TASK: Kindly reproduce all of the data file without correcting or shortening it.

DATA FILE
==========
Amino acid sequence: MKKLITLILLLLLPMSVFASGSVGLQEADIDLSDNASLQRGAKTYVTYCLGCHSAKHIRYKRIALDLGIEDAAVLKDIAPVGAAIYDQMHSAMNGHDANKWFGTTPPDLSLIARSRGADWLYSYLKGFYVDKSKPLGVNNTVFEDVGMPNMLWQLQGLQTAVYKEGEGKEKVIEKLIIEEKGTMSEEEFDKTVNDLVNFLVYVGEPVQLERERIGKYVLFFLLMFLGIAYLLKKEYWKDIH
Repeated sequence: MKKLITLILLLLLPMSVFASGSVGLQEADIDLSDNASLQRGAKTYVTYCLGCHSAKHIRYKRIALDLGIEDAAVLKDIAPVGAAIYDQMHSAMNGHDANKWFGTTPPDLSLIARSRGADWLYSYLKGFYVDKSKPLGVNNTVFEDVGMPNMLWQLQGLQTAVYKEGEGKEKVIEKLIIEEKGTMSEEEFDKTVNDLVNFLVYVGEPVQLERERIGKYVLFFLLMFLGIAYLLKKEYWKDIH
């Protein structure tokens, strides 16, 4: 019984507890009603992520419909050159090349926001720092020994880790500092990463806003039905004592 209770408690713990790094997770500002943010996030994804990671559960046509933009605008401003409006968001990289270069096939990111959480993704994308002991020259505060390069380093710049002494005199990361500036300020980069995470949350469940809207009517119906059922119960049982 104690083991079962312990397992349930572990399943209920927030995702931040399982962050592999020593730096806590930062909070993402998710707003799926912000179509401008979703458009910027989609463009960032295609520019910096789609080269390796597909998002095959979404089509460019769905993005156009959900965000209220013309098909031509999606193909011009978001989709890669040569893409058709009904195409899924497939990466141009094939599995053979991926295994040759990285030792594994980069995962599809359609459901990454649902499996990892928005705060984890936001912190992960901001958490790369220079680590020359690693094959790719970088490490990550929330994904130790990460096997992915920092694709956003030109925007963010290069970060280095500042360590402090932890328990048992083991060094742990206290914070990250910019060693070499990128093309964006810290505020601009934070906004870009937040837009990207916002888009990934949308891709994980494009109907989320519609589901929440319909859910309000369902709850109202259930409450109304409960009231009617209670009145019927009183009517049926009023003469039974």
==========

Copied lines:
Amino acid sequence: MKKLITLILLLLLPMSVFASGSVGLQEADIDLSDNASLQRGAKTYVTYCLGCHSAKHIRYKRIALDLGIEDAAVLKDIAPVGAAIYDQMHSAMNGHDANKWFGTTPPDLSLIARSRGADWLYSYLKGFYVDKSKPLGVNNTVFEDVGMPNMLWQLQGLQTAVYKEGEGKEKVIEKLIIEEKGTMSEEEFDKTVNDLVNFLVYVGEPVQLERERIGKYVLFFLLMFLGIAYLLKKEYWKDIH
Repeated sequence: MKKLITLILLLLLPMSVFASGSVGLQEADIDLSDNASLQRGAKTYVTYCLGCHSAKHIRYKRIALDLGIEDAAVLKDIAPVGAAIYDQMHSAMNGHDANKWFGTTPPDLSLIARSRGADWLYSYLKGFYVDKSKPLGVNNTVFEDVGMPNMLWQLQGLQTAVYKEGEGKEKVIEKLIIEEKGTMSEEEFDKTVNDLVNFLVYVGEPVQLERERIGKYVLFFLLMFLGIAYLLKKEYWKDIH
């Protein structure tokens, strides 16, 4: 019984507890009603992520419909050159090349926001720092020994880790500092990463806003039905004592 209770408690713990790094997770500002943010996030994804990671559960046509933009605008401003409006968001990289270069096939990111959480993704994308002991020259505060390069380093710049002494005199990361500036300020980069995470949350469940809207009517119906059922119960049982 104690083991079962312990397992349930572990399943209920927030995702931040399982962050592999020593730096806590930062909070993402998710707003799926912000179509401008979703458009910027989609463009960032295609520019910096789609080269390796597909998002095959979404089509460019769905993005156009959900965000209220013309098909031509999606193909011009978001989709890669040569893409058709009904195409899924497939990466141009094939599995053979991926295994040759990285030792594994980069995962599809359609459901990454649902499996990892928005705060984890936001912190992960901001958490790369220079680590020359690693094959790719970088490490990550929330994904130790990460096997992915920092694709956003030109925007963010290069970060280095500042360590402090932890328990048992083991060094742990206290914070990250910019060693070499990128093309964006810290505020601009934070906004870009937040837009990207916002888009990934949308891709994980494009109907989320519609589901929440319909859910309000369902709850109202259930409450109304409960009231009617209670009145019927009183009517049926009023003469039974």